Hoi An and backpacks do not get along, especially when it is raining (as it did all three days we were there).  The city is quaint and beautifully preserved – pretty much all there is to do is get custom designed and tailored clothes for great prices, and eat.  I think you know where this is going.

To be fair, I did need to replace a few items I had been regularly borrowing from Claudia in the two years we lived together and she did need a power interview suit to find her dream job (or a job) for the London Olympics.

After touring through the multiple tailors lining every street, we settled on a few (ok, 5).  One in particular proved especially dangerous since we loved everything so much that we kept ordering more.  When I saw Claudia’s blazer, I just had to have one, and vice versa when Claudia checked out my new trousers.

Our conversations with the tailors all pretty much went the same way. “Sisters? Twins?!  Who older? You so slow! (to Claudia who was 45 minutes behind me, who at this point interjects that she is slightly taller). You have boyfriend? No? (again to Claudia).  No worry, hair and makeup and you will find one in no time. (Claudia is now rolling her eyes in the background).  You have brother or sister?  Are they married?”  Without fail, the same questions and same response.  They remembered too – when we were leaving, they would yell “no worry, boyfriend soon! You buy more!”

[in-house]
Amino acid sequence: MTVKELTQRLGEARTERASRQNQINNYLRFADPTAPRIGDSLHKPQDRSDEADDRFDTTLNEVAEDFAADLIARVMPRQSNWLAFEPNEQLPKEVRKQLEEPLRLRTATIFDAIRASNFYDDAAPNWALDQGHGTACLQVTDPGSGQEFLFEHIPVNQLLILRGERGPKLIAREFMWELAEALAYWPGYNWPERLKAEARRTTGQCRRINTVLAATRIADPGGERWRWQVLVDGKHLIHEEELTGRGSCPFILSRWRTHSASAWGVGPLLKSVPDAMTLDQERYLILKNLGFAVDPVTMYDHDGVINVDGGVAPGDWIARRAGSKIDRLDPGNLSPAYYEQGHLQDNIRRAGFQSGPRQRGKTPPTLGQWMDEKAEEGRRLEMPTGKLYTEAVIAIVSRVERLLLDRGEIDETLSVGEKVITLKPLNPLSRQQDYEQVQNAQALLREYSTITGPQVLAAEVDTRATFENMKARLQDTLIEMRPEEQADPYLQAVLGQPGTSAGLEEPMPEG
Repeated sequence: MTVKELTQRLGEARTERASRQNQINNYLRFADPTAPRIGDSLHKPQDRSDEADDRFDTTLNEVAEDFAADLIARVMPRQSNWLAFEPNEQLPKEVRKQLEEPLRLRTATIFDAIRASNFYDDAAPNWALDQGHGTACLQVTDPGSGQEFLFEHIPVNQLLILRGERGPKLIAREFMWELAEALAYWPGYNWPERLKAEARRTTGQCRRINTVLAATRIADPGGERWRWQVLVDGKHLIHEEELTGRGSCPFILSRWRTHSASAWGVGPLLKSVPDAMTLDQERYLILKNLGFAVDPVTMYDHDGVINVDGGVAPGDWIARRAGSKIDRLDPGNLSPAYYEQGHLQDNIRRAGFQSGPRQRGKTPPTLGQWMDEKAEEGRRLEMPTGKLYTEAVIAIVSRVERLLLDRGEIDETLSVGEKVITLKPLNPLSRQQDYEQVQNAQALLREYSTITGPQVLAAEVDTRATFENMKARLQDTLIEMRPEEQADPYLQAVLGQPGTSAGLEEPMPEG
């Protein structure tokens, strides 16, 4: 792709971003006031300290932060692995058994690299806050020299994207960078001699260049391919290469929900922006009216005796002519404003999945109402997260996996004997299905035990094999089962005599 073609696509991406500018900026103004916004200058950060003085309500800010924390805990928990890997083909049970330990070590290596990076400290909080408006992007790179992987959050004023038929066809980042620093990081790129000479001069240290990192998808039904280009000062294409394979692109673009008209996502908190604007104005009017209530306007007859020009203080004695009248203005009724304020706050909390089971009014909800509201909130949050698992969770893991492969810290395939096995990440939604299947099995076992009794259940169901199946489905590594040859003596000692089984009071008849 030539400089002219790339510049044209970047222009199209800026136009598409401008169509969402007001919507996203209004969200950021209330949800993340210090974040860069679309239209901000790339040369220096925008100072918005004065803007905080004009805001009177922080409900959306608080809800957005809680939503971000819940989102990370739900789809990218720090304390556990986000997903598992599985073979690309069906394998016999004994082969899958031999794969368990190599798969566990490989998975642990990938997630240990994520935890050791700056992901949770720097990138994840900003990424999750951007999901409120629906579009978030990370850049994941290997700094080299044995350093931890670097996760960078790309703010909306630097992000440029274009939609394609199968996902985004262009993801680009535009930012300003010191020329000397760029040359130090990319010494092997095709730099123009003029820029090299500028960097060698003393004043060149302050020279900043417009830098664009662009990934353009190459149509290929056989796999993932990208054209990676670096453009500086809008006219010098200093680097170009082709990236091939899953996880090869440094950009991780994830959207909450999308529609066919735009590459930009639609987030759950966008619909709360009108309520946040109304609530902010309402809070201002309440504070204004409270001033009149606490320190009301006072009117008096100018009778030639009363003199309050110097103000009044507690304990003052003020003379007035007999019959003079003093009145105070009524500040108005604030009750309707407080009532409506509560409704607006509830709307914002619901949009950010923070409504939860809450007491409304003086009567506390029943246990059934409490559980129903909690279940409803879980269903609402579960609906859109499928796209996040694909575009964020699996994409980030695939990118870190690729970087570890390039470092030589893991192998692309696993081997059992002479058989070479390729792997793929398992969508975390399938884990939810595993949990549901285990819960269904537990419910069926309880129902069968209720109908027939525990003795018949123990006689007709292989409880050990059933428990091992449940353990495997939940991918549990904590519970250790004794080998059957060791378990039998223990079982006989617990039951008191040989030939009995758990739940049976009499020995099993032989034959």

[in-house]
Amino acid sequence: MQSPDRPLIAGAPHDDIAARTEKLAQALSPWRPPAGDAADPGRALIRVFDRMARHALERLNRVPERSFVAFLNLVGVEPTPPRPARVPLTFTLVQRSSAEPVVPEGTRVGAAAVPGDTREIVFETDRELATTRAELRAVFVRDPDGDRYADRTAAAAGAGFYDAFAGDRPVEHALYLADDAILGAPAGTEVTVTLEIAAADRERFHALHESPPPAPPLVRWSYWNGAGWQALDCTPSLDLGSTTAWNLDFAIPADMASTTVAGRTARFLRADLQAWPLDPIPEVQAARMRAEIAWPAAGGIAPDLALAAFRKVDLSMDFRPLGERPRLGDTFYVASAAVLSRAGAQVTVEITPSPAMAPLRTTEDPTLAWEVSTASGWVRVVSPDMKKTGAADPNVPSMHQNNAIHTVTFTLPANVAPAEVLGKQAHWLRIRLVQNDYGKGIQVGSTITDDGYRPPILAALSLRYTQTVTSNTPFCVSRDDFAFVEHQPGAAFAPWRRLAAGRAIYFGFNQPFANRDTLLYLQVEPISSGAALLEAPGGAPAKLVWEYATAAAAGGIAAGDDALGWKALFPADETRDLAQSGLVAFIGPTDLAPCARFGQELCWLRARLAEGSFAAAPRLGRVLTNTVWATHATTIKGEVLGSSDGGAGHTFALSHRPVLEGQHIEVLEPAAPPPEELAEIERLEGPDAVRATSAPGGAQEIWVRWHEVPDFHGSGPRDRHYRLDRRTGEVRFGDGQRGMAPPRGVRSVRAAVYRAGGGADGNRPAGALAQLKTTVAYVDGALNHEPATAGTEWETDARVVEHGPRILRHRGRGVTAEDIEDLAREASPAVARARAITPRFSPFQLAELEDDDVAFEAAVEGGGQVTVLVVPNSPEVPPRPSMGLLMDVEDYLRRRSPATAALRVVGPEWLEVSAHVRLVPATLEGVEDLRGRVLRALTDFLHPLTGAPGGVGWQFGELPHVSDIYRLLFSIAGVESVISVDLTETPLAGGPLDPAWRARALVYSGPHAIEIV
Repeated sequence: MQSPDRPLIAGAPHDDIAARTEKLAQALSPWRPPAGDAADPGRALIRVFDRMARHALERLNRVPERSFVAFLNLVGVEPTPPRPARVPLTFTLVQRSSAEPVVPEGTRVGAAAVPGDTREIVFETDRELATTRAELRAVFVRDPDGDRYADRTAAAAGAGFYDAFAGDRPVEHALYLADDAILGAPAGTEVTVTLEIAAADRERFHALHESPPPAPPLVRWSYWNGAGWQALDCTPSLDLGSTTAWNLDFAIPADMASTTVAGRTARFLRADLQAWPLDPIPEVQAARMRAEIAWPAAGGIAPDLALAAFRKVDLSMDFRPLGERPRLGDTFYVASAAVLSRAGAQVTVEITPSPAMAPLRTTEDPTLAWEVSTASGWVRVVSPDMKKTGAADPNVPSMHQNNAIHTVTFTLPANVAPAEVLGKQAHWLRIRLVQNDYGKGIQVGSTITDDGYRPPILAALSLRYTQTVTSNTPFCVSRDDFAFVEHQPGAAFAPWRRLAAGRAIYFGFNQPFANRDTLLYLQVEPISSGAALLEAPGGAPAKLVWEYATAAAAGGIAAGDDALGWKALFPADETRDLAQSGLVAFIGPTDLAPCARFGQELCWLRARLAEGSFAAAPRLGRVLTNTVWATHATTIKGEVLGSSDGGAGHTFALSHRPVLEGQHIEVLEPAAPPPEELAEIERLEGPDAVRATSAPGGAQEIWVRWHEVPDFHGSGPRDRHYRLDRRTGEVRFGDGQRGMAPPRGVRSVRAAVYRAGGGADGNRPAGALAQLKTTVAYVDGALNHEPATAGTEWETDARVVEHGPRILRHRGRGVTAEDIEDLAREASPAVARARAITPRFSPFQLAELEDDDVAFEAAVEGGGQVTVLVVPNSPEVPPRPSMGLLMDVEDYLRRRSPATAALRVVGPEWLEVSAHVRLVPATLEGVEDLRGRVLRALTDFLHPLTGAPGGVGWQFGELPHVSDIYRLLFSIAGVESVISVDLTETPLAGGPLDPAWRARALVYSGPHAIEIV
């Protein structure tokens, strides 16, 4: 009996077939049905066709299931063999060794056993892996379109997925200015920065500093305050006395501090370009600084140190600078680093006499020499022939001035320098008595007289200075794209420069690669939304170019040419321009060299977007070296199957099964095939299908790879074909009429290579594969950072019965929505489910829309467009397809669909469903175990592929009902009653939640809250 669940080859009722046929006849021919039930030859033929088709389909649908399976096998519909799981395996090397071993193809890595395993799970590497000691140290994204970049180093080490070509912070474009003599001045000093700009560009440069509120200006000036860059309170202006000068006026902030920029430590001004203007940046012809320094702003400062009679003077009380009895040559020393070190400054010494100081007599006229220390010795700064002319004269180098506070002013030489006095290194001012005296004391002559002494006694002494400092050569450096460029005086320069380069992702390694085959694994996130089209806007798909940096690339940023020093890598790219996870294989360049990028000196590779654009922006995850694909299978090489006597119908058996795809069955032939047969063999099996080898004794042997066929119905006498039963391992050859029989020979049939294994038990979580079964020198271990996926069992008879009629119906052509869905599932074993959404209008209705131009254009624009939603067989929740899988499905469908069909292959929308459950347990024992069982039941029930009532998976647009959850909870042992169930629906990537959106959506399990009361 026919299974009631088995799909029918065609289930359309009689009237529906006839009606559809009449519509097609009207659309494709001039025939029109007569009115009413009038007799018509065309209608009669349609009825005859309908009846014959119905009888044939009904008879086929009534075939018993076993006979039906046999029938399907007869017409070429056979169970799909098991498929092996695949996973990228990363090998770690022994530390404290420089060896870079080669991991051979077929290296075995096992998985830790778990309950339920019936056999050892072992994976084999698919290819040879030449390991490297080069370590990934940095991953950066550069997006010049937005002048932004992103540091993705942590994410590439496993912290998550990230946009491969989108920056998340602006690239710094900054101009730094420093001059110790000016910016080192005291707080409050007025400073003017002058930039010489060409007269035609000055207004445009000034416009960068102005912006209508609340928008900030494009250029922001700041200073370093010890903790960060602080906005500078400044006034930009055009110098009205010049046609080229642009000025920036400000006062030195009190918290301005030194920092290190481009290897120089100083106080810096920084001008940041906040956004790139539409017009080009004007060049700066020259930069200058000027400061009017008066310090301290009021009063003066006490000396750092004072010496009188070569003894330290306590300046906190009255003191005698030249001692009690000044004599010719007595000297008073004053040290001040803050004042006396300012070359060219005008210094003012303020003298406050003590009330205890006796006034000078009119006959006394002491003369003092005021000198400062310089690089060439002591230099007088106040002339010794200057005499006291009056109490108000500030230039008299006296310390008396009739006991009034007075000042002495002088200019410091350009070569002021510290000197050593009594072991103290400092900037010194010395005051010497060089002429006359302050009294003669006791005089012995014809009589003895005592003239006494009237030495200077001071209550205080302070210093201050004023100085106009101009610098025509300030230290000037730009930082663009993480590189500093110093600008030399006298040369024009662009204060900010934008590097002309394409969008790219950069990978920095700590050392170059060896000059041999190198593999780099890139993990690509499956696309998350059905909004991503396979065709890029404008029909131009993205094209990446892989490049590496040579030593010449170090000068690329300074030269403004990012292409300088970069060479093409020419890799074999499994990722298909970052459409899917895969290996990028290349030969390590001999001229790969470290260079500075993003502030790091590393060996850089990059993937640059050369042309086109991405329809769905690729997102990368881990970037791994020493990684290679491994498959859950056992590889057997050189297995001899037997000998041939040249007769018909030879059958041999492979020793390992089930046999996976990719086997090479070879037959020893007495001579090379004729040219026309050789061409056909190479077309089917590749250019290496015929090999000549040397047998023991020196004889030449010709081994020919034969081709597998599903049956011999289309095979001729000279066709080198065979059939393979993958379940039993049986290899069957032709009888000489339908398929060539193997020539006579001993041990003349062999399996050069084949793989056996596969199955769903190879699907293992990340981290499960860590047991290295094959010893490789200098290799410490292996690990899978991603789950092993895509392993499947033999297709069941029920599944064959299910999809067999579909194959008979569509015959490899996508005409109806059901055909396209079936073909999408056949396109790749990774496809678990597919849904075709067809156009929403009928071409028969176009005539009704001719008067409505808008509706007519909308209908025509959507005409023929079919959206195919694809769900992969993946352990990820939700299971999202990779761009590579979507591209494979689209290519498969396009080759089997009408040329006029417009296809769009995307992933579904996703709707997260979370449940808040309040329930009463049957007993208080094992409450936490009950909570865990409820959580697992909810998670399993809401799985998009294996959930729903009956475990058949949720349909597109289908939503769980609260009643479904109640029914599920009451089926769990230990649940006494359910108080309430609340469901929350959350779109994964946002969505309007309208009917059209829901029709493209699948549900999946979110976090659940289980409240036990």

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You may have noticed on our tracking page we are attempting to count how often people ask if we are twins.  Vietnam is the highest so far by a large number. Most can’t say twin in English, so they just point at us and look at our faces back and forth, or say “same same!”.  We nod and smile, and then they chatter excitedly to their friends.

Hoi An has an interesting history as a former port and therefore has both Japanese and Chinese influence on both architecture and food.  Local specialties include “cau lau”, a wheat udon-like noodle soup, white rose (shrimp in rice paper) along with other Vietnamese mainstays like spring rolls and fish in banana leaf.  Another food item you’ll find all over from Hoi An is “com ga” (chicken and rice), which often times is the only dish a restaurant serves.  Interesting concept.

We are very lucky we packed light – our bags are definitely busting at the seams.  We are meeting a friend in Bangkok who is heading home to Vancouver and has graciously offered up some space in his bag.  The backpack is grateful.

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